Tag Archives: napa

Napa, it’s personal ….

Blogs are meant to be personal but I have a feeling this one should probably come with a health warning: ‘DANGER, winelover falls head over heels’. My brief encounter with the Napa has left me a little breathless and greatly inspired. It has provoked an emotional response which I express here, warts and all, in the knowledge that I will return to the hard facts, figures and entirely serious analysis MW-style all too soon.
This therefore, is but a snapshot of visits I made over a desperately short 3 days. Thanks to the overwhelming generosity of the people I met during my visits, I have a full notebook of study facts for which I am extremely grateful. The impressions below are snippets of my thoughts as I left the valley and record the visits in the order in which I made them.
I live and work in a very beautiful wine region, on the banks of Bordeaux’s Dordogne river. And although I never take it for granted, often finding myself stopping the car on my way to work to take photos of the vineyards (I have literally 100s of them), you would have thought I would be used to beauty. Napa however, got me; hook, line and sinker. It had me at its ‘WELCOME’ sign.


A total coup de foudre. How could it not. It was entirely irresistible in its autumn majesty.

Flamingo Tree

Flamingo trees, vineyards burning bejewelled – no real fires thank goodness despite the tinderbox dryness, but row after row of incandescent ruby, pumpkin orange, saffron yellow and luminous gold. My jaded jetlagged eyes were irradiated by the glory – no photo could ever have done the colours justice.
I began at Spottswoode, welcomed by Beth Novak Milliken in the early evening dusk, a haven of gentle homeland hospitality. I patted beautiful dogs and watched them chasing squirrels up a tree. I met Aron and Landon, level-headed winemakers, immensely calm in the face of my incessant questions. Their pursuit of balance is evident in everything they said and in the wines themselves. And so fundamentally modest – 100 points recently awarded from Parker was the very last thing I learnt about the 2010 Spottswoode Estate Cabernet Sauvignon, not the first. How immensely thoughtful to allow me to discover the wine for myself, enjoy its inherent freshness, velvety tannins stretched taught across it black fruited spice and piquant vanilla core, before letting on that Bob happened to rather like it too!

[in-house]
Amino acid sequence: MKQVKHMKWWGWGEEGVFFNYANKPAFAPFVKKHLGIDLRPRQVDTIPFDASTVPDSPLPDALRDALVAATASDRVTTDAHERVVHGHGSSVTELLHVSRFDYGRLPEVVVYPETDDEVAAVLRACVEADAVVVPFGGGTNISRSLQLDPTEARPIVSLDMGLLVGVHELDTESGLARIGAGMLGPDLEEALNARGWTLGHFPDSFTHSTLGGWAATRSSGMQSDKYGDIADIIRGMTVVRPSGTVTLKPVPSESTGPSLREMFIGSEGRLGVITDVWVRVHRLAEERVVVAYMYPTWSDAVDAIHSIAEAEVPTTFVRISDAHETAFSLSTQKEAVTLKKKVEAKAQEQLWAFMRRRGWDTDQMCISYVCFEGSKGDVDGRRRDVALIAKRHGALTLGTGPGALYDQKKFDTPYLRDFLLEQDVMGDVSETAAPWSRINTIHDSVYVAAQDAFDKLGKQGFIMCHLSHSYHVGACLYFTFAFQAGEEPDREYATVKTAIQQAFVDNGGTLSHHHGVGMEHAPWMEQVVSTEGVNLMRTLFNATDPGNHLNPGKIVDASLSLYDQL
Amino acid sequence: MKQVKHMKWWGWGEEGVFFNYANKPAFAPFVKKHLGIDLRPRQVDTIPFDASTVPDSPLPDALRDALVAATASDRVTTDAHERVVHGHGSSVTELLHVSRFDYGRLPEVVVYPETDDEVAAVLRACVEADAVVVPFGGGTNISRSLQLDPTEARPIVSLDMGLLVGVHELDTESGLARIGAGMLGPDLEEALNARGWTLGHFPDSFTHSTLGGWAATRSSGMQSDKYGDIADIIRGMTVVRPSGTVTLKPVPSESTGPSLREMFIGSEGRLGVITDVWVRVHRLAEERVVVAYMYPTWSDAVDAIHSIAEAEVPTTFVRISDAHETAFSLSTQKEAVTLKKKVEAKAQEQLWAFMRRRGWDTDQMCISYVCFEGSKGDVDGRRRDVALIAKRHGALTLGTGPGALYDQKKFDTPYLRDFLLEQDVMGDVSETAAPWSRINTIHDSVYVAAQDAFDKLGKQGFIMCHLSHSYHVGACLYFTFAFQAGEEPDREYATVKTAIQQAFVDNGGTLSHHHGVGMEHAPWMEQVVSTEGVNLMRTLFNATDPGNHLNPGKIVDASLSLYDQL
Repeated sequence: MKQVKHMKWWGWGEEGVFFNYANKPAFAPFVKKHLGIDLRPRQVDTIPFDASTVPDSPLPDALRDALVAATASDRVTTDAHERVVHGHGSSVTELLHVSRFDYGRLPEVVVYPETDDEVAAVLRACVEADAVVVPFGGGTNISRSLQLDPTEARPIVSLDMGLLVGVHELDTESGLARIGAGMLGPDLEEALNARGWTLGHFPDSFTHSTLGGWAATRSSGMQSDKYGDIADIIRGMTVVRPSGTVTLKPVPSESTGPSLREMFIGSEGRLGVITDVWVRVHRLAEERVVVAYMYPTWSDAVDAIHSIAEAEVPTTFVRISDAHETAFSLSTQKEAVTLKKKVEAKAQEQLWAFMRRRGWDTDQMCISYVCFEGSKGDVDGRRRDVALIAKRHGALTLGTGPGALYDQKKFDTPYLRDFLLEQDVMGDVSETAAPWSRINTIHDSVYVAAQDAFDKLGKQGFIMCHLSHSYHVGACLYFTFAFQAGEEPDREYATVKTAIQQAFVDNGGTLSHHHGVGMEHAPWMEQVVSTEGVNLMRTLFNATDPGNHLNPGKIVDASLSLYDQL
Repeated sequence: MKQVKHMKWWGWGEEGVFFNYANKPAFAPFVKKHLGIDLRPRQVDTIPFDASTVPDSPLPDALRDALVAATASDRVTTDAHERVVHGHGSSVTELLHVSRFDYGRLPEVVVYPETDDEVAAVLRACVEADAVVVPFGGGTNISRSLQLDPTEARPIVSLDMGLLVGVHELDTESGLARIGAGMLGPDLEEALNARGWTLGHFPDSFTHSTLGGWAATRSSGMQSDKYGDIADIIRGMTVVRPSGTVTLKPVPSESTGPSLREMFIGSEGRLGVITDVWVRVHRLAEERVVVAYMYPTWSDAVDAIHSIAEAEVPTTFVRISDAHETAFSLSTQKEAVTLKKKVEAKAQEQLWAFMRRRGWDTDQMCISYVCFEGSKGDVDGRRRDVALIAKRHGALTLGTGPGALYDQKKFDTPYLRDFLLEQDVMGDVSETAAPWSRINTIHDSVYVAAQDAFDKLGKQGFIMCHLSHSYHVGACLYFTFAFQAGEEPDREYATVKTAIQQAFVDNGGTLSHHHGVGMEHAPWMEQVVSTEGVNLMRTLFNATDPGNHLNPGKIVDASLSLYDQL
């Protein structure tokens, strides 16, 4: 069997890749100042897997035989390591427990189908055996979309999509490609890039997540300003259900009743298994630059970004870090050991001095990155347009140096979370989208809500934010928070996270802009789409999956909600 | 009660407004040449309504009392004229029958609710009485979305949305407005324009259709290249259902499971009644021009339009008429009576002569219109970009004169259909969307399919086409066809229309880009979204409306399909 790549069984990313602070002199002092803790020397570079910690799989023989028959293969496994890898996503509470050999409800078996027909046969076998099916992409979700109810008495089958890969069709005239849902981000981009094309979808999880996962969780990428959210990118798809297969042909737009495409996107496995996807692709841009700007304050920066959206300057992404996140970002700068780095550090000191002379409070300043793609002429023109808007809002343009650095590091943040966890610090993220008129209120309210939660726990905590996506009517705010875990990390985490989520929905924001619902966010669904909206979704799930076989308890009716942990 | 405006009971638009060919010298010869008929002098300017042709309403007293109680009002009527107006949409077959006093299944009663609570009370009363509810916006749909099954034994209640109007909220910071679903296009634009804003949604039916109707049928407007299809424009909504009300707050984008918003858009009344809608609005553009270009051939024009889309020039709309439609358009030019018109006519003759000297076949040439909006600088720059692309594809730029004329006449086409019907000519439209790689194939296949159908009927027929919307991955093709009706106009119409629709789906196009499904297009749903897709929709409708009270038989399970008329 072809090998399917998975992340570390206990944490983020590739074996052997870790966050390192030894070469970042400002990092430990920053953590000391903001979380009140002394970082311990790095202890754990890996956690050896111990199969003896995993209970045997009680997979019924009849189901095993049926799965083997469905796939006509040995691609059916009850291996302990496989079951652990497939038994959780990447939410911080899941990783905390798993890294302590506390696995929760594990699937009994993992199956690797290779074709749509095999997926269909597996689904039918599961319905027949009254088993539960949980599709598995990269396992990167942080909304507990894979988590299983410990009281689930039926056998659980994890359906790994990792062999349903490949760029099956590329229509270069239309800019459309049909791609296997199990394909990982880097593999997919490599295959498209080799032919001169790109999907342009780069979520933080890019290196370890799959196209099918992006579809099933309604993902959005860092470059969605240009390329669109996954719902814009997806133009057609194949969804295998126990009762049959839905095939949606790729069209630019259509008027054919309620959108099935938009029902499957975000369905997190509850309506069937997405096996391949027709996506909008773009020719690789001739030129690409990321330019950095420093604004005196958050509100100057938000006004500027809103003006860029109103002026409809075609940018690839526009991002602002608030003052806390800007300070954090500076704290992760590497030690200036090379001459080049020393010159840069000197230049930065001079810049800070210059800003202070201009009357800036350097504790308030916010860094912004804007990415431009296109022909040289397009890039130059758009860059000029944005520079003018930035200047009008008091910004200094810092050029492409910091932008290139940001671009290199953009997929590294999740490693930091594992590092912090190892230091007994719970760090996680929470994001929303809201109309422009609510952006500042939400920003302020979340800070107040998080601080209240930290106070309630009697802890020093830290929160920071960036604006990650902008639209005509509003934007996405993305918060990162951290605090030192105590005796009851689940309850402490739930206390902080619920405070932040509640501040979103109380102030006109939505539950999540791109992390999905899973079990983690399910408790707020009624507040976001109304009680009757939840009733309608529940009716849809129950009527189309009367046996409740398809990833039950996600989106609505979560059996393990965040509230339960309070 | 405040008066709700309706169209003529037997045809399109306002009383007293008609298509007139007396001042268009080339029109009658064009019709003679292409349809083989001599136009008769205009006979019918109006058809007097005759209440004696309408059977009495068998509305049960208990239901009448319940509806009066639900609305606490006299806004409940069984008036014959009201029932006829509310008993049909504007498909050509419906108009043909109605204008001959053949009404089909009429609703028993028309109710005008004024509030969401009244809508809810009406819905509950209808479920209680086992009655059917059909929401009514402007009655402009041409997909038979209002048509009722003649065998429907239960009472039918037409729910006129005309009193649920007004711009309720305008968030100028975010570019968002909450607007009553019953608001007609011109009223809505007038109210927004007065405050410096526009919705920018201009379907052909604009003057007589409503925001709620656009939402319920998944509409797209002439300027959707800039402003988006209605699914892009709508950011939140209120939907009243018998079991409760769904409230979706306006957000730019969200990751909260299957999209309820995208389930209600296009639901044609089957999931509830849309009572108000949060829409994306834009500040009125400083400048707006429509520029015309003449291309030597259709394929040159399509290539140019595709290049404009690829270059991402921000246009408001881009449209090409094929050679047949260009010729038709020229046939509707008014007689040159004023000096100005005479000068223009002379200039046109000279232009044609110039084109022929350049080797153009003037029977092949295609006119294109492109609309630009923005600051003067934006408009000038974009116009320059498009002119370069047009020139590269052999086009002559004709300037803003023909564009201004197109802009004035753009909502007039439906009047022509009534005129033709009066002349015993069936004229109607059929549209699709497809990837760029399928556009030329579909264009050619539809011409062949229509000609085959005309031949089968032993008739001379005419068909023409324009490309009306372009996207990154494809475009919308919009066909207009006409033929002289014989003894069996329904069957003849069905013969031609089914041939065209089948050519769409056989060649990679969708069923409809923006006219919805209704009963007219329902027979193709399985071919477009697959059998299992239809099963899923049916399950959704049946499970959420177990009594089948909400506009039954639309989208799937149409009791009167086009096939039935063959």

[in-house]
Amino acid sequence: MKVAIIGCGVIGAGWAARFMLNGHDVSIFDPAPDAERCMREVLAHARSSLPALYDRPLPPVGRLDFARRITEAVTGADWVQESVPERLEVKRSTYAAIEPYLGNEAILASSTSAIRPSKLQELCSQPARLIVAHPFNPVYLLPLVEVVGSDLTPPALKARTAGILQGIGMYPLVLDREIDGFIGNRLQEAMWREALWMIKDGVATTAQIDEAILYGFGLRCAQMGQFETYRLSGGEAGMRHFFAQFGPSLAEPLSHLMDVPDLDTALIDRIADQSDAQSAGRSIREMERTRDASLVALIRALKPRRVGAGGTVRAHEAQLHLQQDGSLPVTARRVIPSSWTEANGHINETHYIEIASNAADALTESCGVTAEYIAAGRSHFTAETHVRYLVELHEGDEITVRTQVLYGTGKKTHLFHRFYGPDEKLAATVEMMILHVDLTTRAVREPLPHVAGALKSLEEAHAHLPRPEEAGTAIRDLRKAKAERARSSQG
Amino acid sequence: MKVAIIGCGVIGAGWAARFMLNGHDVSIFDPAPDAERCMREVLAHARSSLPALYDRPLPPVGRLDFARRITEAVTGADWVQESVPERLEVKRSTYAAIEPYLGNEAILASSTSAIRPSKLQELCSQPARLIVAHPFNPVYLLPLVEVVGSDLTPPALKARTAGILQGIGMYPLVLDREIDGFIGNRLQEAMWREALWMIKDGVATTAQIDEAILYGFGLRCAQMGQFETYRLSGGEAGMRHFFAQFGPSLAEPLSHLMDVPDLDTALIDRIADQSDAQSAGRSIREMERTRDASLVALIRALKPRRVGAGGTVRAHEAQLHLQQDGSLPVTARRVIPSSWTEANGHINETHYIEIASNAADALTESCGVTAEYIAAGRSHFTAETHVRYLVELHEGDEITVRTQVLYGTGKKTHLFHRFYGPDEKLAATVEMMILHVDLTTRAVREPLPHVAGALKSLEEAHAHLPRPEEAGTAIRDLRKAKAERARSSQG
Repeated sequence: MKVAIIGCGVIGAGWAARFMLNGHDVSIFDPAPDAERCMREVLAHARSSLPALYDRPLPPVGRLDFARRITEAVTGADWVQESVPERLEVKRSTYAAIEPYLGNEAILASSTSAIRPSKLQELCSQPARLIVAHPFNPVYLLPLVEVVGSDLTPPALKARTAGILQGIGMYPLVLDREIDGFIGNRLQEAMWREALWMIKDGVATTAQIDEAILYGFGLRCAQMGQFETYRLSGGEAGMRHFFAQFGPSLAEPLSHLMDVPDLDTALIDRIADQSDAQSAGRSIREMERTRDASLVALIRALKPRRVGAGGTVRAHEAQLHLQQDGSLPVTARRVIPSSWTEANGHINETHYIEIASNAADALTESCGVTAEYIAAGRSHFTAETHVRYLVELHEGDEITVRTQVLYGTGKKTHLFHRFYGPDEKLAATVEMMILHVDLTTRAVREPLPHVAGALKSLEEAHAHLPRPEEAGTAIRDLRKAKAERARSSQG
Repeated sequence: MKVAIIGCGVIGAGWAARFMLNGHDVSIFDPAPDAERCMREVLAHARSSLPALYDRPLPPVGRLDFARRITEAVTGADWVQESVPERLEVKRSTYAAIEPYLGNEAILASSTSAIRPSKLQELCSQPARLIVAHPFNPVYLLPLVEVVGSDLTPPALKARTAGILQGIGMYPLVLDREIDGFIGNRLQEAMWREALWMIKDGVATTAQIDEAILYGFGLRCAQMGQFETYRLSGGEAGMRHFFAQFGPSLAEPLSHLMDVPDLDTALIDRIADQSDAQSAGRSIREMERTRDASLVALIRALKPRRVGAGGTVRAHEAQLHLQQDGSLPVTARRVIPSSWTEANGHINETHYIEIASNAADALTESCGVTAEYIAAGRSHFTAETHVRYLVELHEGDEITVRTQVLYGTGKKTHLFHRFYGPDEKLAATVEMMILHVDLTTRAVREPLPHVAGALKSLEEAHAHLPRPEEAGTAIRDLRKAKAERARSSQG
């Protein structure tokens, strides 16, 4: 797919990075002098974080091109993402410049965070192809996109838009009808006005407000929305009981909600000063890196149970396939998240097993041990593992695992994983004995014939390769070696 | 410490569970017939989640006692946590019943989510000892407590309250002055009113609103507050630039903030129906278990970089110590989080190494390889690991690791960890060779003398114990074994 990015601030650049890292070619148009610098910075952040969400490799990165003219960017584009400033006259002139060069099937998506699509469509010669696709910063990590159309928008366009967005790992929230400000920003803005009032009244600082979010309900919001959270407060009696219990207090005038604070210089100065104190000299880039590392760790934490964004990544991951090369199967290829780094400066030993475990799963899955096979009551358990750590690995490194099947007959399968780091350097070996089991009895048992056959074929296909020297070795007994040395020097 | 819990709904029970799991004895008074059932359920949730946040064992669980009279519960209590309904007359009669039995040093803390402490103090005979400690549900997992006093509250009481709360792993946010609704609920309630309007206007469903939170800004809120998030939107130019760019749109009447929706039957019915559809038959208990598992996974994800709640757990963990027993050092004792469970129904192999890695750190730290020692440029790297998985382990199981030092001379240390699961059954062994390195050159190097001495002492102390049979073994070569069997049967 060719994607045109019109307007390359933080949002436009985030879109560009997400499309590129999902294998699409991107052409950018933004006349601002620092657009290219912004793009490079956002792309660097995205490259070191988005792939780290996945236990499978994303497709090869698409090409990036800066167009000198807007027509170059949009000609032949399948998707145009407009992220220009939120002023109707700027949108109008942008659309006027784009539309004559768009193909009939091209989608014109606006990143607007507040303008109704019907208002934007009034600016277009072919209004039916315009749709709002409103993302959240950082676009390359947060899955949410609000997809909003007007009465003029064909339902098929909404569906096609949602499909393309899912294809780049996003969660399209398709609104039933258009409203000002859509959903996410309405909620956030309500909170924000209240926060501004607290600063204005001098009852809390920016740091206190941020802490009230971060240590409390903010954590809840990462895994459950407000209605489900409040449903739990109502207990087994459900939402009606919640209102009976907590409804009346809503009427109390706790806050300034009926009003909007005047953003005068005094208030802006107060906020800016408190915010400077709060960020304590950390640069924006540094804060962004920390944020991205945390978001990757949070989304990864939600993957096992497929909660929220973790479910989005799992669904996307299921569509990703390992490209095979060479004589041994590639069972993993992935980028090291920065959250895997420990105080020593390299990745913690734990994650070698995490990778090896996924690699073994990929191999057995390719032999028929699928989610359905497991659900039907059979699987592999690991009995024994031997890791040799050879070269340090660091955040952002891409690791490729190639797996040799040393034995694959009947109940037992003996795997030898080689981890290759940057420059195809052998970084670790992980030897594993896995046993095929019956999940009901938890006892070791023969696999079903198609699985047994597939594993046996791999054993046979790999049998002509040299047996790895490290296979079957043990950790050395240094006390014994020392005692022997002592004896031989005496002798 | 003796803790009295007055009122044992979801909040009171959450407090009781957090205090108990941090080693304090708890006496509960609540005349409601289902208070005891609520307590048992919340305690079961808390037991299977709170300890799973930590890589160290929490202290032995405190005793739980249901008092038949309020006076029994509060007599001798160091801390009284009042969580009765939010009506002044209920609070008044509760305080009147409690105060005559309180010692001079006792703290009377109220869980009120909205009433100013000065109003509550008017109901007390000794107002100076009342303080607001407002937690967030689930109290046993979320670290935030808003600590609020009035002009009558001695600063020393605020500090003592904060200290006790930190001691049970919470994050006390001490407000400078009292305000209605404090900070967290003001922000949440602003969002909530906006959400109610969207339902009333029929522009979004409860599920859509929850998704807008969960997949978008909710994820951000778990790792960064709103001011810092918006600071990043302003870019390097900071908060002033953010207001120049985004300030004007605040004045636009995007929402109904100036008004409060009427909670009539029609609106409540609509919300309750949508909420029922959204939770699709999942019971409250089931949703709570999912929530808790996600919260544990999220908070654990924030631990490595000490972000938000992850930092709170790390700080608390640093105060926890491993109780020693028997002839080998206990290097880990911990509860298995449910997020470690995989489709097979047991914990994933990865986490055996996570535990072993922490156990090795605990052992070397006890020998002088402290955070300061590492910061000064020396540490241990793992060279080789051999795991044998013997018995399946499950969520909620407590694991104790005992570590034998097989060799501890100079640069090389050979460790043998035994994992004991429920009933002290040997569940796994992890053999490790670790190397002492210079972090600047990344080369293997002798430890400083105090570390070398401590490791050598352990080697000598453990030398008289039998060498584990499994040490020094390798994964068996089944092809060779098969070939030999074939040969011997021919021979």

The following morning saw me framed at Raymond. This is indeed a winery experience like no other.

Raymond Vineyards frames.

Visceral, playful, not exactly shocking, quite, but distracting to old European eyes in its labyrinth of sensual rooms. The herb garden introductory walk is a stroke of genius. I wandered past trapeze-swinging mannequins, space-suited wannabe winemakers, dog kennels for the beloved pooch, red velvet saloon and leopard skin print carpets, barrel libraries and crystal chandeliers, glass in hand tasting immensely seductive, sweet-kernelled 2012 wines  from the St Helena, Rutherford and flagship Generations blend. Well, you try explaining it!! And isn’t that entirely the point; Raymond is all about you, your pleasure, your enjoyment, your fun, just as it is all about Jean-Charles Boisset and his vision. Mutual joie de vivre, mutual gratification, mutual respect.

All that hedonism drove me up the tree-lined avenue to Opus One. Back to Bordeaux? Yes and no. Queenbee-hive like attracting and welcoming swarms of visitors, I was one of at least 50 in the 2 hours I spent there. The experience here is one of supreme elegance, smooth as silk, both opulent and restrained, both grounded and ethereal, and the 2007 and 2010 vintage wines I so enjoyed and respected there, reflect their surroundings perfectly. As David Pearson says, Opus started with no canvas, no estate, no vineyard. It was therefore entirely up to the owners to be free to chase an ideal, it still is, and though now grounded in land and beautiful bricks, there is a feeling that it has arrived exactly where it was heading. How philosophically brilliant, what a feat of grand vision, but no less than to be expected from such men as its founding fathers Robert Mondavi and Baron Philip de Rothschild.

I climbed the mountain to Chappellet as evening fell once again. The view from the vineyards overlooking the lake, drawing the eye to Mount St Helena at sunset is nothing short of soul food.

Chappellet Sunset

There is peace to be found here. This is a place of kindness and beautifully concentrated, layered wines, sweet spice and pure fruit. I love the Chenin Blanc story, planted and made for Molly despite taking up prime valuable Cabernet Sauvignon territory. It embodies the concept of ‘Do it because you love it, create because you can, but whatever you do, do it well, do it beautifully’. I ended the day with the Pritchard’s Hill Cabernet Sauvignon 2009 which was savoury and lightly sweet-spiced, beautifully balanced and so very young and graceful still.

My last day took me to Inglenook. This is a place full of benign ghosts; I found it an overwhelmingly emotional experience. My host, the ultimate ‘raconteur’, Harold, took me on a 3-hour epic journey through time. I was spellbound by the passionate history of land gained, lost and regained, a name misplaced and now reinstated, a quality always inherent yet in need of rediscovery – a haunting tale. There is history here; families honoured, the past treasured. There is an exquisite eye for detail – just look next time at the wording on the cork of Edizione Pennino. There is power here, breath-catching and slightly overwhelming. I imagine that is exactly the feeling I would have if I met its owner, Francis Ford Coppola. The Blancaneaux is a powerful knock-out, Rubicon is a revelation, ‘a wine to talk back to’ as Harold neatly put it, engendering both dialogue and awed silence.

Inglenook wines

Talking of silence, then there was Bond – oh my, Bond. The line-up here literally left me speechless. The wines floored me in their complexity at first, then had me gabbling at my host Chris, grasping at stilted vocabulary to define, explore, explain, analyse, express. The wines resonate. So yes, this was special for me. Eyrie-like, private, a magical recess of rolling valley vineyards – Melbury, Quella, St Eden, Vecina and Pluribus – eclectic, evocative, powerful characters, profoundly pure expressions of fruit, seamless and timeless tannins. One is gentle, one explosive, one insanely opulent, one utterly charming the other vibrantly headstrong. Gabbling and grasping as I said …